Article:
Robert Altman's jazz-scored film explores themes of love, crime, race, and politics in 1930s Kansas City. When Blondie O'Hara's husband, a petty thief, is captured by Seldom Seen and held ... See full summary »
Jennifer Jason Leigh,
A fictionalized former President Richard M. Nixon offers a solitary, stream-of-consciousness reflection on his life and political career - and the "true" reasons for the Watergate scandal and his resignation.
A down on his luck gambler links up with free spirit Elliot Gould at first to have some fun on, but then gets into debt when Gould takes an unscheduled trip to Tijuana. As a final act of ... See full summary »
Two convicts break out of Mississippi State Penitentiary in 1936 to join a third on a long spree of bank robbing, their special talent and claim to fame. The youngest of the three falls in ... See full summary »
"A Prairie Home Companion", hosted by humorist Garrison Keillor, is a down home radio variety show recorded and performed live in front of an audience in a theater in St. Paul, Minnesota. A show from another era, "A Prairie Home Companion" has been canceled. The regulars are performing on the last show, including Dusty & Lefty, singing/guitar playing cowboys with a risqué sense of humor, and the Johnson Girls, a sister singing duo of Rhonda and Yolanda who have a penchant for talking over each other. As the show goes on, the regulars, backstage, talk about their lives in relation to the show. Other goings-on include Yolanda and others trying to convince her shy somber daughter, Lola, to sing on this last show. As all this goes on, a mysterious woman in a white trench coat who is on a mission wanders around the theater, while the show's dim security guard, Guy Noir, who usually has nothing to do security-wise, follows. Written by
To broaden the film's appeal, Garrison Keillor considered retitling the film "Savage Love". Bob Berney, President of Picturehouse, was adamant that the film should retain its original title of "A Prairie Home Companion". See more »
In the Lobby scene when Guy Noir is talking to Donna, the make-up lady, he leaps over the bar to retrieve something. The bottles on the bar change just before he jumps over as the camera angle changes, then they change again to a third set of bottles after he leaps over the bar. See more »
Market reports today, barrows and gilts uh two hundred twenty to two hundred sixty pounds, they're lower at forty dollars uh sows are steady three hundred five hundred pounds thirty four to thirty seven dollars going over to feeder cattle, beef steers - one hundred twenty to one hundred fifty dollars and two hundred to three hundred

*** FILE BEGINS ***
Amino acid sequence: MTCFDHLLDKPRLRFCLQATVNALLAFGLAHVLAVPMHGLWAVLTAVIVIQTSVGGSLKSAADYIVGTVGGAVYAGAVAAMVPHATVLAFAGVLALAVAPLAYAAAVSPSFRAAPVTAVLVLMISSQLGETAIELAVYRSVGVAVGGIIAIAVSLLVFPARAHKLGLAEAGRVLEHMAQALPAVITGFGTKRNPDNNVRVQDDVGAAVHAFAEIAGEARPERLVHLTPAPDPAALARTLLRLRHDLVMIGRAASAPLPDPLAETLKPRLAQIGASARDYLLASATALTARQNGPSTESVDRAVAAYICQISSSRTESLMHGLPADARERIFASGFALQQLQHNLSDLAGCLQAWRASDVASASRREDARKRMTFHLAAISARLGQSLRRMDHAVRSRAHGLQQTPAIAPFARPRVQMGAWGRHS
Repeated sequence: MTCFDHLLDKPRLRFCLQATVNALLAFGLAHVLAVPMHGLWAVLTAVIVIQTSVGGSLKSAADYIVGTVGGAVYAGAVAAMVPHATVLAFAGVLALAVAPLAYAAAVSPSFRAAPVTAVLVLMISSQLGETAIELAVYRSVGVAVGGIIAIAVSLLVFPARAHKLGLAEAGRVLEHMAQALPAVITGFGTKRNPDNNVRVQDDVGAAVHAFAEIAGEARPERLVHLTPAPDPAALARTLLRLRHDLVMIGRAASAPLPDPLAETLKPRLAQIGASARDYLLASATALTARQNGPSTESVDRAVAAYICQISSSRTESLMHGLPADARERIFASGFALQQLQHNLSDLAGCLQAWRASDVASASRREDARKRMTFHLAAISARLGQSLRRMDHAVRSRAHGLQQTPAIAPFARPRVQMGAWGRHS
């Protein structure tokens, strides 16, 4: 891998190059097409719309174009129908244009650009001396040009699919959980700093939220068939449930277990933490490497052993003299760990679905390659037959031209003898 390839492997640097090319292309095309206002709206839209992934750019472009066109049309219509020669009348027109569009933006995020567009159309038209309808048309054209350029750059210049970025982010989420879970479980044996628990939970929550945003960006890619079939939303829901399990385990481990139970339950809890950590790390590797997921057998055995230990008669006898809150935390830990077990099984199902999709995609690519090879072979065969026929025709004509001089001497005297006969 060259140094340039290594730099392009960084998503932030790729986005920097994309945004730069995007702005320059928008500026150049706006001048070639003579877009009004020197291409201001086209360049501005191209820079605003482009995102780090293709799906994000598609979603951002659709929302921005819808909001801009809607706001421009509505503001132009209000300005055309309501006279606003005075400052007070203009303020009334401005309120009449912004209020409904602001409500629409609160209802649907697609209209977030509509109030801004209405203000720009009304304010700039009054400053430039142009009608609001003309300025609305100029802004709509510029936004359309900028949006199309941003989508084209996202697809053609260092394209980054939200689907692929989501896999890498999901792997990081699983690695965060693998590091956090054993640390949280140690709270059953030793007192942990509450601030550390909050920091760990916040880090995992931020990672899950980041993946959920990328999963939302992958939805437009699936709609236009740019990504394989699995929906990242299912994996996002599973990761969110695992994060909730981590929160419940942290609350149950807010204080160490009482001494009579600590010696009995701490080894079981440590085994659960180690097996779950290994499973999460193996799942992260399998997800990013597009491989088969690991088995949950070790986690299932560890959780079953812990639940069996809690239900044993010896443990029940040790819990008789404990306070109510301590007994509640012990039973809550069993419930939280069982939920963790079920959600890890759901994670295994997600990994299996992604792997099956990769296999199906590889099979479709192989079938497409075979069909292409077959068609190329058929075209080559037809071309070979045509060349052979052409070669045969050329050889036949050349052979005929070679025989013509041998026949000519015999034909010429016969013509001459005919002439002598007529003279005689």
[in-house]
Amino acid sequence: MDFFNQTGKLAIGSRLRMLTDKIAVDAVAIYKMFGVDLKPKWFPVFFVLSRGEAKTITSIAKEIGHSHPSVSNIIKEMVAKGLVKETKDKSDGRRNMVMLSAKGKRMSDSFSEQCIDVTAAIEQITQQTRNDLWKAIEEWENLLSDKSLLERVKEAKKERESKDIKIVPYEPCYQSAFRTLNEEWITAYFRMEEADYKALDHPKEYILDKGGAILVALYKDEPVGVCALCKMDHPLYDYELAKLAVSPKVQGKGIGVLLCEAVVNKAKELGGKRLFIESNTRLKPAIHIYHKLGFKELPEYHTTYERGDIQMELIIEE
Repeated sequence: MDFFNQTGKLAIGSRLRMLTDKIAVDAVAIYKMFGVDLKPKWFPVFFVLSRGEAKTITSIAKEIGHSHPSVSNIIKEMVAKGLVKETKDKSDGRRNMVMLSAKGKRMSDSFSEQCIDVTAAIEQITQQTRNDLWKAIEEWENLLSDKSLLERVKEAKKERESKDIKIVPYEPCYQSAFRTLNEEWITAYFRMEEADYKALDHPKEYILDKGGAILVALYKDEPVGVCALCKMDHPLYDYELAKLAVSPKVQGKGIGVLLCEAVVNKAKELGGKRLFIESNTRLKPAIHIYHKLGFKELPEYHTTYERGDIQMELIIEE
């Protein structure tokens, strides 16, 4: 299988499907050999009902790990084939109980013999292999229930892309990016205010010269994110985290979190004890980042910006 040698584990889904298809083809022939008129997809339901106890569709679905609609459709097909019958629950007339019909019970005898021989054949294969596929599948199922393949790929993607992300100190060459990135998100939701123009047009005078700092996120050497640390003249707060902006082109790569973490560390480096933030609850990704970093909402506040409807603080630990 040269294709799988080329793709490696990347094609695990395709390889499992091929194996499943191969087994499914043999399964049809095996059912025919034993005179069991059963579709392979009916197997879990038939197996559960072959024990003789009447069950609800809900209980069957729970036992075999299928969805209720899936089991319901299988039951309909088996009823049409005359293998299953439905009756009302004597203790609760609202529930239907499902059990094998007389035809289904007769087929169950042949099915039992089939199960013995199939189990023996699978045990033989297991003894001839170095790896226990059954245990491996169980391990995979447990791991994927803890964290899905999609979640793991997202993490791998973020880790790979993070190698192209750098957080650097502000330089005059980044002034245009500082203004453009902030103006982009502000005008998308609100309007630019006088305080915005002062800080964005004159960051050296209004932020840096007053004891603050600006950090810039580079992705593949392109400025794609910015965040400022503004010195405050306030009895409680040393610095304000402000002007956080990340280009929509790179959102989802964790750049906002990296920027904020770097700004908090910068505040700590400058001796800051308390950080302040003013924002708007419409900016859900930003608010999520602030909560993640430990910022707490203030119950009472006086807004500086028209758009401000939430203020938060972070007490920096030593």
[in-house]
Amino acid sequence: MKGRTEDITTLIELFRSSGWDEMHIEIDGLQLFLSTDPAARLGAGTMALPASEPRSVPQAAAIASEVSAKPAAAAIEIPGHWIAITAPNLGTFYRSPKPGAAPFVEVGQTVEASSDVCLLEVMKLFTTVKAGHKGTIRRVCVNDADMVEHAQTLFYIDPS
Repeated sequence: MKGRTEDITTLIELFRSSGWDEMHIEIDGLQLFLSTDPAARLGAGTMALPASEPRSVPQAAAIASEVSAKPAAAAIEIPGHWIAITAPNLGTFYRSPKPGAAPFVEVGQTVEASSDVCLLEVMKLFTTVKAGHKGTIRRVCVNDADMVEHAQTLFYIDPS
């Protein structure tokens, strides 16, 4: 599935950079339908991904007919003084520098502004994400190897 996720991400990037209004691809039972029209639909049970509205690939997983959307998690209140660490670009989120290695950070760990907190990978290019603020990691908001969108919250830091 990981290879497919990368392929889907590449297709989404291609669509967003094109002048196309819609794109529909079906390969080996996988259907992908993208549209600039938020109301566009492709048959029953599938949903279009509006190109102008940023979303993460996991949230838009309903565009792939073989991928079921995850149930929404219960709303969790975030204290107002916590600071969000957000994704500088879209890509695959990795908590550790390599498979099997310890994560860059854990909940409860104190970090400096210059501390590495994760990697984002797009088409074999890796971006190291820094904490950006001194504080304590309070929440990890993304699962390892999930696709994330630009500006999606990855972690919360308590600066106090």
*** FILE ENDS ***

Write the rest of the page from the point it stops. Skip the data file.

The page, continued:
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There is a credit for Sign Painter in the film, although it does not appear on the official site. See more »
Robert Altman's "A Prairie Home Companion" is light, fluffy and fun, much like the radio show. As long as audiences keep this in mind, they'll be sold like Rhubarb pie and duct tape advertised during the broadcast.
The outstandingly cast ensemble and Altman's signature directing style stitch a flowing patchwork of laughs and tinges of nostalgia. Streep and Tomlin are dynamic together (and sing beautifully!), and Kline carries much of the film's comedy on his capable shoulders. The film represents a bygone era that the people of the show are still living in. Only Virginia Madsen, Lindsay Lohan and Tommy Lee Jones represent the outsiders to the otherwise coherent culture of the show, and as the film progresses, affect it and are affected by it in different ways.
I generally prefer films, however comic or fun they are, to have some deeper themes. But unlike the multi-layered theater that most of the film takes place in, there's nothing really behind the scenes here- it's art for arts sake. However, I still enjoyed the film and am actually relieved it didn't bog down in anything too serious.
Whether audiences are fans of the radio show or not, the film's worth its weight in Narco Bran Flakes.
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